The DC bus consists of six capacitors, C1, C2, C3, C4, C5 and C6. For DC-bus voltage Vdc, the voltage across each capacitor is Vdc/6, and each device voltage stress will be limited to one capacitor voltage level Vdc/6 through clamping diodes.

To explain how the staircase voltage is synthesized, the neutral point n is considered as the output phase voltage reference point [21]. There are seven switch combinations to synthesize seven level voltages across (a, b, c) and n is given in Table 3.

Table 3. Switching states for a seven level NPC inverter

V0

Vdc/2

Vdc/3

Vdc/6

0

Vdc/6

Vdc/3

Vdc/2

S1

1

0

0

0

0

0

0

S2

1

1

0

0

0

0

0

S3

1

1

1

0

0

0

0

S4

1

1

1

1

0

0

0

S5

1

1

1

1

1

0

0

S6

1

1

1

1

1

1

0

S7

0

1

1

1

1

1

1

S8

0

0

1

1

1

1

1

S9

0

0

0

1

1

1

1

S10

0

0

0

0

1

1

1

S11

0

0

0

0

0

1

1

S12

0

0

0

0

0

0

1

2.5 Vehicle modeling

As shown in Figure 4, the vehicle is considered as a solid point moving subjected to forces along the longitudinal axis: the traction forces Ft caused by the action of the two drive wheels, the friction force to the advancement Froll, the effort of aerodynamic resistance Faero and the resistance of mounted side Fslope [22-23].

Figure 4. Dynamics of the vehicle

 

${{F}_{aero}}=\frac{1}{2}\rho A{{C}_{X}}V_{v}^{2}$    (12)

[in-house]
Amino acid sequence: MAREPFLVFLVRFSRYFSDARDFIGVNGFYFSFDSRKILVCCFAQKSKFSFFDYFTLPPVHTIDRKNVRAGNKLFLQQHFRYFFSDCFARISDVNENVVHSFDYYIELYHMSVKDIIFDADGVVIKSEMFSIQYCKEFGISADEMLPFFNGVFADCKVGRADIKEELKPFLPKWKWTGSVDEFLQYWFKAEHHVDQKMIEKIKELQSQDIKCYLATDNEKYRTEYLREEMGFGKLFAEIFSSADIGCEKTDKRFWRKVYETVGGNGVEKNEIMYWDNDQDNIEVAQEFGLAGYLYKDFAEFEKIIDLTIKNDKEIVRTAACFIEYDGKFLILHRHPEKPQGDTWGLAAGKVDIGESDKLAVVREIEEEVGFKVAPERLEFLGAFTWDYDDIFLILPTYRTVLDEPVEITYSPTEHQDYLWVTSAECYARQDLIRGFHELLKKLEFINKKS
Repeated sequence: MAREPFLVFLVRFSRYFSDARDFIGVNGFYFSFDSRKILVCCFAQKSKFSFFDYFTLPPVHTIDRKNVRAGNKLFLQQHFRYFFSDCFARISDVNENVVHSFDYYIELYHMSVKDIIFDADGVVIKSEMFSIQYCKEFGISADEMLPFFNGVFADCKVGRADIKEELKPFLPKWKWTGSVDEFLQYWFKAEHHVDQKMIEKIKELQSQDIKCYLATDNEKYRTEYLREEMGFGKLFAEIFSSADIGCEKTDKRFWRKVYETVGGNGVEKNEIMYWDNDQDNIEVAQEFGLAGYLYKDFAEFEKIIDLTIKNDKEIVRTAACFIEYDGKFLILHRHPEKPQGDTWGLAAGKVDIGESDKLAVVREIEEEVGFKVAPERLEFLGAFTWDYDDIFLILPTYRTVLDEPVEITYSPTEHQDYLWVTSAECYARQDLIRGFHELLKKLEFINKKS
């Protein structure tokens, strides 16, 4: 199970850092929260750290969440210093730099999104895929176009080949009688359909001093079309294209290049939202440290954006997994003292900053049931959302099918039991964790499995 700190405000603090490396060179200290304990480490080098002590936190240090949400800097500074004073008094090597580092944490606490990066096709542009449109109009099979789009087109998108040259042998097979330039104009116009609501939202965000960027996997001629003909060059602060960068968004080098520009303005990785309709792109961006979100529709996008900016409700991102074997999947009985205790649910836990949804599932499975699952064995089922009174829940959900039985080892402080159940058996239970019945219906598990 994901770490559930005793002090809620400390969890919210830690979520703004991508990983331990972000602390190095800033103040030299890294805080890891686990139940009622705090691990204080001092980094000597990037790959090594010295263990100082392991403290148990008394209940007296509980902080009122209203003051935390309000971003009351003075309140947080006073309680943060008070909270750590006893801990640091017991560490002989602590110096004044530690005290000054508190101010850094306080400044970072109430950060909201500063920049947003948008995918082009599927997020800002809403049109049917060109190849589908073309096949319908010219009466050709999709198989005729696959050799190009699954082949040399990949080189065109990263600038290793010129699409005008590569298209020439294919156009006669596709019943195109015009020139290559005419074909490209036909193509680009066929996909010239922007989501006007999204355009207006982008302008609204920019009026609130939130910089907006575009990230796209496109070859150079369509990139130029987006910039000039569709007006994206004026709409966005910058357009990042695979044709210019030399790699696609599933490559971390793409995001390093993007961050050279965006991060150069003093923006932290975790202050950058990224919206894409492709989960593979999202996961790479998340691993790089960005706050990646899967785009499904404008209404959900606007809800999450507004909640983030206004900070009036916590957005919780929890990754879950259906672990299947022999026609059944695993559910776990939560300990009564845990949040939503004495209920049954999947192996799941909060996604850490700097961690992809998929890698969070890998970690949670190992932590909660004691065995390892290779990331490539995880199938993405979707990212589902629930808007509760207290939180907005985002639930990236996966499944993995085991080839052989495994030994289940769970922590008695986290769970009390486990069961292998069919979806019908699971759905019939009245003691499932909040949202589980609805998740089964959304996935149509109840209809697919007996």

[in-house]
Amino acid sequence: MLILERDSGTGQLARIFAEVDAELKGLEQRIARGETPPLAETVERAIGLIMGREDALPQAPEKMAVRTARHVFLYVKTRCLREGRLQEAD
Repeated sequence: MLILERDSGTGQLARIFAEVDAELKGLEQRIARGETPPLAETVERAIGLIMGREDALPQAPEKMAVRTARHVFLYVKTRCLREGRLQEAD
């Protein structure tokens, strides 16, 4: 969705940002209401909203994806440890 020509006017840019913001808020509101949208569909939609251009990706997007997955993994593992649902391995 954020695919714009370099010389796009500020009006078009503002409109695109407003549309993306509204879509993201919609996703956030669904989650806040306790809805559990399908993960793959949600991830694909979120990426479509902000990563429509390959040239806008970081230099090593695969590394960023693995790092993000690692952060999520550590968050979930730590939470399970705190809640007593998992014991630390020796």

${{F}_{slope}}={{M}_{v}}g\sin \left( \delta  \right)$    (13)

The fundamental principle of the vehicle dynamics is described by the following equation:

${{M}_{v}}\frac{d{{v}_{v}}}{dt}={{F}_{t}}-{{F}_{roll}}-{{F}_{aero}}-{{F}_{slope}}$    (14)

The traction force of each wheel is given by the following expression:

$\frac{{{F}_{t}}}{2}=\frac{T}{{{R}_{\omega }}}$         (15)

The parameters of the HEV model are given in Table 4.

Table 4. Vehicle parameters

 

Symbol

Values

Vehicle total mass

Mv

800 kg

Frontal surface area of the vehicle

Af

1.75 m2

Rolling resistance coefficient

Cr

0.009

Air density

ρair

1.2 kg/m3

Acceleration due to gravity

g

9.81 m/s2

3. Control Systems and Regulation

The current regulation of DC/DC converters and bus voltage control using PI regulator are presented in this section. The energy management strategy using fuzzy logic is given. The traction motor is fed by seven level inverter to optimize the power required by a hybrid sources. The speed of vehicle is controlled using sliding mode control.

3.1 Speed regulation and inverter control of PMSM